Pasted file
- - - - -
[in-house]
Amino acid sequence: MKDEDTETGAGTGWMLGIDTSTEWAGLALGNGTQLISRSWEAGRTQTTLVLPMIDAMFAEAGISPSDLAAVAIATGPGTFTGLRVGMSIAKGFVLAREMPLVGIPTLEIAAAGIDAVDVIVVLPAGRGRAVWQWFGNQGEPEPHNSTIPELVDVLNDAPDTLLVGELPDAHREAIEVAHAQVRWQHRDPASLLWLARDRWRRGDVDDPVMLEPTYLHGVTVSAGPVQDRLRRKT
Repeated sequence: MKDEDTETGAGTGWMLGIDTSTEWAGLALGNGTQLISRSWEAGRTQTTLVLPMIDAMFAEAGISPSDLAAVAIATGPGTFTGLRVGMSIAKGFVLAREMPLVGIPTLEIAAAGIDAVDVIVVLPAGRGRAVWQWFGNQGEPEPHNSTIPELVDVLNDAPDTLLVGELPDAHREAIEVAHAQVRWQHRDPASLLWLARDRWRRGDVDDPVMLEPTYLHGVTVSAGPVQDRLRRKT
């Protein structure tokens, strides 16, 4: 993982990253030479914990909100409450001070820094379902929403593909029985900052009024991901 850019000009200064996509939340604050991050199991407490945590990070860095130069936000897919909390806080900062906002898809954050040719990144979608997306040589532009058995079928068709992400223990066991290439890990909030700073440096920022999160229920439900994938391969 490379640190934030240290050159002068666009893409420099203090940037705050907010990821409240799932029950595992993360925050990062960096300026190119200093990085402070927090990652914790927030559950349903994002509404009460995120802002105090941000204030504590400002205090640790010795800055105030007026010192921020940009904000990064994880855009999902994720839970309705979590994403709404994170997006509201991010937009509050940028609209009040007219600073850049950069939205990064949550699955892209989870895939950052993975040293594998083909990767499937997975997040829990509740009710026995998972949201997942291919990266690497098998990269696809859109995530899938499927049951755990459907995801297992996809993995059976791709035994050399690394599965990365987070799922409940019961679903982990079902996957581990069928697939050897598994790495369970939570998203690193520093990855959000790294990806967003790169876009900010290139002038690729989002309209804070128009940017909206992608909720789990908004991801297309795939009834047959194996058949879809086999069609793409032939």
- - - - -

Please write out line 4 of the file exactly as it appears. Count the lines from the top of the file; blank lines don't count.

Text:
């Protein structure tokens, strides 16, 4: 993982990253030479914990909100409450001070820094379902929403593909029985900052009024991901 850019000009200064996509939340604050991050199991407490945590990070860095130069936000897919909390806080900062906002898809954050040719990144979608997306040589532009058995079928068709992400223990066991290439890990909030700073440096920022999160229920439900994938391969 490379640190934030240290050159002068666009893409420099203090940037705050907010990821409240799932029950595992993360925050990062960096300026190119200093990085402070927090990652914790927030559950349903994002509404009460995120802002105090941000204030504590400002205090640790010795800055105030007026010192921020940009904000990064994880855009999902994720839970309705979590994403709404994170997006509201991010937009509050940028609209009040007219600073850049950069939205990064949550699955892209989870895939950052993975040293594998083909990767499937997975997040829990509740009710026995998972949201997942291919990266690497098998990269696809859109995530899938499927049951755990459907995801297992996809993995059976791709035994050399690394599965990365987070799922409940019961679903982990079902996957581990069928697939050897598994790495369970939570998203690193520093990855959000790294990806967003790169876009900010290139002038690729989002309209804070128009940017909206992608909720789990908004991801297309795939009834047959194996058949879809086999069609793409032939």